None of us was ready to leave the nest. While Mother Bird coddled her chicks, I rocked myself trying to get William to nurse, my old college blanket scratching my back with warm comfort. Compared to the chicks, William was silent, his skin soft, almost blue. I tucked his loose limbs into his blanket as I tried to feed him, not knowing I was barely keeping him alive. William slept more than he ate, and his breathing was labored. He was becoming more transparent each day.
Even though I didn’t have to gather worms as Mother Bird did, eventually I would have to venture out of the nest too. I would have to step out of the house and lay a path for William, find a place for him to get healthy, and the right people to support him when I went back to work. A series of unknowns awaited both of us. But I knew the stories of baby birds falling out of the nest and never learning to fly.
I didn’t have a chance to stop hearing Mother Bird’s chicks chirping or when their chirping may have turned into song. I don’t know when they started to fly from the nest or if any of them didn’t make it. Maybe I stole away before she and her chicks did when I took William to Children’s Hospital one day and didn’t come back until the black flies were biting with a vengeance, or the sun was high in the June sky, and her bird children could swoop and dip over the surface of lakes to satiate themselves without her.
In those first few weeks after William’s birth, he slept, and I gathered my courage to call the first person who would start William and me on our journey into the real world. The world of “normal,” if it would let him in. This contact would be my first step out of the nest, which I didn’t want to leave just yet. Calling his daycare provider, Jay, took days of courage-mustering.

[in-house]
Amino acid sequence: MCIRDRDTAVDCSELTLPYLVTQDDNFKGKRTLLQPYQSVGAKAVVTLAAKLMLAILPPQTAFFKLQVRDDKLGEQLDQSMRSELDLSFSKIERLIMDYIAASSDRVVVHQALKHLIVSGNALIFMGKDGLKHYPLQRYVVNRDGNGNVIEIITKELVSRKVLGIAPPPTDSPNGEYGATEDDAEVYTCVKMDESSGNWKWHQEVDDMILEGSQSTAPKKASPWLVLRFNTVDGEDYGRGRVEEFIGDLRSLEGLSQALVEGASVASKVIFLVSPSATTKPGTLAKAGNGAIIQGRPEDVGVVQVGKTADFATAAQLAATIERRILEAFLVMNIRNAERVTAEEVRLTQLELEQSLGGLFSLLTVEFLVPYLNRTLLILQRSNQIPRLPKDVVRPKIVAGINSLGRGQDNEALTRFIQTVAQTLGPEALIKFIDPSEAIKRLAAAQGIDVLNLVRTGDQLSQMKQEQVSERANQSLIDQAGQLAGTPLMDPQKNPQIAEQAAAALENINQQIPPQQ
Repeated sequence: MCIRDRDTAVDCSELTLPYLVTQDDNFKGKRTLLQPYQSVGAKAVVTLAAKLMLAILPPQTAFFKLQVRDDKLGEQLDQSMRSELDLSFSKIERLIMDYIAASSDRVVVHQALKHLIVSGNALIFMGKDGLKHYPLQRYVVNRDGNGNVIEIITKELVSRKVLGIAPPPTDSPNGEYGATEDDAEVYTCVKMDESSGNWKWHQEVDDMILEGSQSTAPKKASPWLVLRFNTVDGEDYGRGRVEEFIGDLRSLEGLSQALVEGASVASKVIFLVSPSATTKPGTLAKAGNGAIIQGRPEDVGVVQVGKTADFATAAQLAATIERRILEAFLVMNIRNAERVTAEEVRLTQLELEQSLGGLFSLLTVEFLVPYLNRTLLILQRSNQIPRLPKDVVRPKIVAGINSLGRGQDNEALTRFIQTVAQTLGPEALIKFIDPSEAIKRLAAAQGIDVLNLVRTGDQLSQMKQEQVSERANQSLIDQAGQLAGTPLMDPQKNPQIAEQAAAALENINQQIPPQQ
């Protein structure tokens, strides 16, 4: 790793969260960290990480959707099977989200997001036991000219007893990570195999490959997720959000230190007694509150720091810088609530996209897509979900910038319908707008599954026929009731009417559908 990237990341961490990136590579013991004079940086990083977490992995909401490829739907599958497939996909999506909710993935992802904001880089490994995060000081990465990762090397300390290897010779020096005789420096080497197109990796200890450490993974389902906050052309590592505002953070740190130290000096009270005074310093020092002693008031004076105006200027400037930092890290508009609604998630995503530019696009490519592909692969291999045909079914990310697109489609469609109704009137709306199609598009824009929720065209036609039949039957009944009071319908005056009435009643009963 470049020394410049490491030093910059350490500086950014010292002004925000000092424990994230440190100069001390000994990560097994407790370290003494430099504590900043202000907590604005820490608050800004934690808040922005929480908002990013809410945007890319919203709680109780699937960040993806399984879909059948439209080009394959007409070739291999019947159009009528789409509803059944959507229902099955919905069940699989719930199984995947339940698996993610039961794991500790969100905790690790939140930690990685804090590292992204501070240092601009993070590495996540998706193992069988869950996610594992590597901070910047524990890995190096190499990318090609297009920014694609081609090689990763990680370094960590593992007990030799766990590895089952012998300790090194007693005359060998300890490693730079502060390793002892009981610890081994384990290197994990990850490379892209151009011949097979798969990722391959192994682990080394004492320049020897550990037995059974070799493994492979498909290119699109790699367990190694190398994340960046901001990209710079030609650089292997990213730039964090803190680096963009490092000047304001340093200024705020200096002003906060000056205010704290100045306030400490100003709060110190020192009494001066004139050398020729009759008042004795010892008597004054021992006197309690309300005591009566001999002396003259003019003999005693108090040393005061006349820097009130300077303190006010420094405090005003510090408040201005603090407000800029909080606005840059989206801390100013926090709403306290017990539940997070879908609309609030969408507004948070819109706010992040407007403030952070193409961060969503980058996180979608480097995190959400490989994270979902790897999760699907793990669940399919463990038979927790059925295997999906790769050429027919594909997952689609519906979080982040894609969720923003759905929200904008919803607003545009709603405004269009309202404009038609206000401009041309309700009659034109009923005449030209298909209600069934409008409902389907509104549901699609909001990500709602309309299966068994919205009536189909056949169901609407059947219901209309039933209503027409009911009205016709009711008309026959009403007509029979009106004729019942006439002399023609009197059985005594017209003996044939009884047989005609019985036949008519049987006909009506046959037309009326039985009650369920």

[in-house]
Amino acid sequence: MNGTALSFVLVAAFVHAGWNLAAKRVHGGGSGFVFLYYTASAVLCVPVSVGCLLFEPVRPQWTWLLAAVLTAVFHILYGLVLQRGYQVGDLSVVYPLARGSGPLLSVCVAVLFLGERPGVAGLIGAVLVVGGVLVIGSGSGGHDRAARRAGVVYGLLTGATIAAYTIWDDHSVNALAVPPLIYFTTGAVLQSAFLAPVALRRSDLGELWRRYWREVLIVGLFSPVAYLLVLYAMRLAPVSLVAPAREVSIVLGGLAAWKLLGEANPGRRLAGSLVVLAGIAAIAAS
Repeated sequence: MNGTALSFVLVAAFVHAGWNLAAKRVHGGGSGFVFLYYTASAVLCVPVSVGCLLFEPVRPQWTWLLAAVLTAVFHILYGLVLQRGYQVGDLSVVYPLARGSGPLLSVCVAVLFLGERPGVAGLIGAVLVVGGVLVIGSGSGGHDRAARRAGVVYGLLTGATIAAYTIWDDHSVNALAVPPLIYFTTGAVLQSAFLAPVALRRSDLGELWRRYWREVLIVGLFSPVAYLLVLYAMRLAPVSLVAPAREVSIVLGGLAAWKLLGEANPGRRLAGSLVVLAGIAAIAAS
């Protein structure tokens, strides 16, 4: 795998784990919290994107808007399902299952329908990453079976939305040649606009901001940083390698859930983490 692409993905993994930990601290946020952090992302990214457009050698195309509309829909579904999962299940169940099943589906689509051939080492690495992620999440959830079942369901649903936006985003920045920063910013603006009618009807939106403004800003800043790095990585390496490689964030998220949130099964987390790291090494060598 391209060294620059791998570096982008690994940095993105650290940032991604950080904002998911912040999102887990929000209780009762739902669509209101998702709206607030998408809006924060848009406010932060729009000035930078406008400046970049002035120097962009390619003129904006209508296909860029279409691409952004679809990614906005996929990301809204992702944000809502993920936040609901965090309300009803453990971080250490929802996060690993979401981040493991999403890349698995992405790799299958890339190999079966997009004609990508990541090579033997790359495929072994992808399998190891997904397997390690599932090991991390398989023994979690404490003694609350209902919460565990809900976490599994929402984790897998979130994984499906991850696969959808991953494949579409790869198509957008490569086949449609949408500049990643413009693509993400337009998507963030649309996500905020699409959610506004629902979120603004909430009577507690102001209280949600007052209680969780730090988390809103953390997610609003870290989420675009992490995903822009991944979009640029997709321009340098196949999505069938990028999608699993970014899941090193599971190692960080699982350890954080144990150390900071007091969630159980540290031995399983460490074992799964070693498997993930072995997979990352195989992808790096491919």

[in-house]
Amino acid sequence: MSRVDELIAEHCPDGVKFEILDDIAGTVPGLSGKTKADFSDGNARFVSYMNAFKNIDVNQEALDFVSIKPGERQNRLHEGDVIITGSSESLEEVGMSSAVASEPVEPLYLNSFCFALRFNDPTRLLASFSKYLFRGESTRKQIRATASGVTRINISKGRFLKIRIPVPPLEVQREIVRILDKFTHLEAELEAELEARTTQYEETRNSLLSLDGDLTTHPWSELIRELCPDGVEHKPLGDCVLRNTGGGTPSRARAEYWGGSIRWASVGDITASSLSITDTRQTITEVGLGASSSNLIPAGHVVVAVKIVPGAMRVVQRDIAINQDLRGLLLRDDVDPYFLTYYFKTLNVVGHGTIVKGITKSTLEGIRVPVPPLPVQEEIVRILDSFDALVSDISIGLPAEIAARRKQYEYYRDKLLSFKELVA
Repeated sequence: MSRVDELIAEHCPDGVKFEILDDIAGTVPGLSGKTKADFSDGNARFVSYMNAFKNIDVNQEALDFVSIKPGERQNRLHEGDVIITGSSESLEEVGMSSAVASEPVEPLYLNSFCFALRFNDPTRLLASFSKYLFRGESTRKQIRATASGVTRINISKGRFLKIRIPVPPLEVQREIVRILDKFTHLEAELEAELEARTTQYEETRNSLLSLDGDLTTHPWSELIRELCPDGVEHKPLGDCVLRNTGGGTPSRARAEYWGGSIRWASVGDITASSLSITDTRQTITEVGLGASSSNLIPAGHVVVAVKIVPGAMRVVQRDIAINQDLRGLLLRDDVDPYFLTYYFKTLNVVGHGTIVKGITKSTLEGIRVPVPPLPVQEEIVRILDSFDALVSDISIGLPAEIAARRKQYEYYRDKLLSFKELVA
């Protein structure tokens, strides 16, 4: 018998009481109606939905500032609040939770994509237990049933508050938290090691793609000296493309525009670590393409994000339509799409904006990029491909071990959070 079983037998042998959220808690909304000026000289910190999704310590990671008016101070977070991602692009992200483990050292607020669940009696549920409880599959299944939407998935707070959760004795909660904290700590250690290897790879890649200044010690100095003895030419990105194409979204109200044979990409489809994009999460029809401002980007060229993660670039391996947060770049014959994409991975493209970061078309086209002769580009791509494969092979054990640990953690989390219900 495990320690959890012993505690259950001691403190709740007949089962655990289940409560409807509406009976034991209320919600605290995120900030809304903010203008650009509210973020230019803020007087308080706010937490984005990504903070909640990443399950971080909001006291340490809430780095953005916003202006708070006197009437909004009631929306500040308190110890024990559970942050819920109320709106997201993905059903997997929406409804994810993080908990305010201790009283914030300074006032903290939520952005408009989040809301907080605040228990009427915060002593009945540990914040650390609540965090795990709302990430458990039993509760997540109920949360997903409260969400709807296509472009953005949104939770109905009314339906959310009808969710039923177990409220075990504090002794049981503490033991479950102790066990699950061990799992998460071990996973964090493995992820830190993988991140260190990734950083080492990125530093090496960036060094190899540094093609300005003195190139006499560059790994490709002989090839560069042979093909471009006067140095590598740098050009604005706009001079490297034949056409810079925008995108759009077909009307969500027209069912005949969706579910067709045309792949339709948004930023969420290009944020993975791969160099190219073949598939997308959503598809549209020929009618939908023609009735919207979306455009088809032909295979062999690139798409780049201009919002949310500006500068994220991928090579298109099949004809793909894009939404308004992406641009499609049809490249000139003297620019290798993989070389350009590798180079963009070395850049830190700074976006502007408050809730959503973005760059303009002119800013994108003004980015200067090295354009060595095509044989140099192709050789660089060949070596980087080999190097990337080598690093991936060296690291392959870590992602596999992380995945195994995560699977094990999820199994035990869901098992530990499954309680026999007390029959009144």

Before William was born, Jay had agreed to provide daycare for him when I returned to teaching high school in September. Jay took care of six kids at her house ten minutes away from mine. It took all the mettle I had to call her number. I dreaded she might not take him because he had Trisomy-21. I expected her to tell me that I needed to find a place that dealt with the Williams of the world.
“Hey, Jay, it’s me, Elizabeth.” I felt as if I had to explain who I had been before when William had been an expectation.
“Hello, Elizabeth. So, you must’ve had your baby by now.”
“Yes, Jay, I did. That is why I am calling.”
“That’s great. Is it a boy or a girl?”
“It’s a boy,” I blurted out the rest, “but he has Down syndrome, can you still take him?” It came out in a garbled run-on so she would skim through my words without the interruption of a period or a semicolon. I wanted them to gallop out of my mouth so she wouldn’t have a chance to say no.
“Of course, I will. Why wouldn’t I?”
I didn’t hear the rest of what she said. William was going to daycare. He was going to do what any other kid would do when his mother went back to work.